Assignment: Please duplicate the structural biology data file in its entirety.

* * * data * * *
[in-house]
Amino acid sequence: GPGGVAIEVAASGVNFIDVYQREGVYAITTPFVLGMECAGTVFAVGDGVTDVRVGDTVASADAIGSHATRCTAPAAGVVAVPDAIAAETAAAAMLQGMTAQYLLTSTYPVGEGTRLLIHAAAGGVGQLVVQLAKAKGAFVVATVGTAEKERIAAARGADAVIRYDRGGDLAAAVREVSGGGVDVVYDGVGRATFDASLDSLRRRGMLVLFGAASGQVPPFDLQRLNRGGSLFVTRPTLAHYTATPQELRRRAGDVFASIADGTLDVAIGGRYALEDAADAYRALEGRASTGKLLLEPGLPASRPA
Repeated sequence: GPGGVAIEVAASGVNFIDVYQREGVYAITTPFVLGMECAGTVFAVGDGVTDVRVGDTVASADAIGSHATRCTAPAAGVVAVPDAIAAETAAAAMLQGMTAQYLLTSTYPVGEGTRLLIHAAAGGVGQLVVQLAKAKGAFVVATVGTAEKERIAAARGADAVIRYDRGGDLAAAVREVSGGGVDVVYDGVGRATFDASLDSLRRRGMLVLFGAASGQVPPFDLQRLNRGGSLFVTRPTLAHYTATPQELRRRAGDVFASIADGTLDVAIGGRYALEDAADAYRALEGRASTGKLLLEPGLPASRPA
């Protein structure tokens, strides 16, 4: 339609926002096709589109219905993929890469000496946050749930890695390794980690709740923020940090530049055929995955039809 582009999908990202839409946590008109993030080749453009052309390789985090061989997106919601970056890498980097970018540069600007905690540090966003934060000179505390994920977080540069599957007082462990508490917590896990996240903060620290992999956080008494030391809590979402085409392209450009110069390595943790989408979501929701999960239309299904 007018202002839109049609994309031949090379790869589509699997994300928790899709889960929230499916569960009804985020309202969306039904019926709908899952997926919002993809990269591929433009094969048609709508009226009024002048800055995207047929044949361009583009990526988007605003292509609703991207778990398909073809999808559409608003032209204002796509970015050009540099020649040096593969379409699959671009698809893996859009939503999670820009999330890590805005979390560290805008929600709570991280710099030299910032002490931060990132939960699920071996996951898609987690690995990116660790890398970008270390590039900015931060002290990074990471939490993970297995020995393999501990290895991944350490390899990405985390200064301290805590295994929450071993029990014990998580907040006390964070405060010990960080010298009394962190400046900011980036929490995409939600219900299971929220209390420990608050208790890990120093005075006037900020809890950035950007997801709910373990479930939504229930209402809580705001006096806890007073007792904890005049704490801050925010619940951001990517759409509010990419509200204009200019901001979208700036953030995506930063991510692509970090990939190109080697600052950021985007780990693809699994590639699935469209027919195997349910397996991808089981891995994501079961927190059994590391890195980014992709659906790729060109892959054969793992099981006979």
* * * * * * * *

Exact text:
[in-house]
Amino acid sequence: GPGGVAIEVAASGVNFIDVYQREGVYAITTPFVLGMECAGTVFAVGDGVTDVRVGDTVASADAIGSHATRCTAPAAGVVAVPDAIAAETAAAAMLQGMTAQYLLTSTYPVGEGTRLLIHAAAGGVGQLVVQLAKAKGAFVVATVGTAEKERIAAARGADAVIRYDRGGDLAAAVREVSGGGVDVVYDGVGRATFDASLDSLRRRGMLVLFGAASGQVPPFDLQRLNRGGSLFVTRPTLAHYTATPQELRRRAGDVFASIADGTLDVAIGGRYALEDAADAYRALEGRASTGKLLLEPGLPASRPA
Repeated sequence: GPGGVAIEVAASGVNFIDVYQREGVYAITTPFVLGMECAGTVFAVGDGVTDVRVGDTVASADAIGSHATRCTAPAAGVVAVPDAIAAETAAAAMLQGMTAQYLLTSTYPVGEGTRLLIHAAAGGVGQLVVQLAKAKGAFVVATVGTAEKERIAAARGADAVIRYDRGGDLAAAVREVSGGGVDVVYDGVGRATFDASLDSLRRRGMLVLFGAASGQVPPFDLQRLNRGGSLFVTRPTLAHYTATPQELRRRAGDVFASIADGTLDVAIGGRYALEDAADAYRALEGRASTGKLLLEPGLPASRPA
């Protein structure tokens, strides 16, 4: 339609926002096709589109219905993929890469000496946050749930890695390794980690709740923020940090530049055929995955039809 582009999908990202839409946590008109993030080749453009052309390789985090061989997106919601970056890498980097970018540069600007905690540090966003934060000179505390994920977080540069599957007082462990508490917590896990996240903060620290992999956080008494030391809590979402085409392209450009110069390595943790989408979501929701999960239309299904 007018202002839109049609994309031949090379790869589509699997994300928790899709889960929230499916569960009804985020309202969306039904019926709908899952997926919002993809990269591929433009094969048609709508009226009024002048800055995207047929044949361009583009990526988007605003292509609703991207778990398909073809999808559409608003032209204002796509970015050009540099020649040096593969379409699959671009698809893996859009939503999670820009999330890590805005979390560290805008929600709570991280710099030299910032002490931060990132939960699920071996996951898609987690690995990116660790890398970008270390590039900015931060002290990074990471939490993970297995020995393999501990290895991944350490390899990405985390200064301290805590295994929450071993029990014990998580907040006390964070405060010990960080010298009394962190400046900011980036929490995409939600219900299971929220209390420990608050208790890990120093005075006037900020809890950035950007997801709910373990479930939504229930209402809580705001006096806890007073007792904890005049704490801050925010619940951001990517759409509010990419509200204009200019901001979208700036953030995506930063991510692509970090990939190109080697600052950021985007780990693809699994590639699935469209027919195997349910397996991808089981891995994501079961927190059994590391890195980014992709659906790729060109892959054969793992099981006979």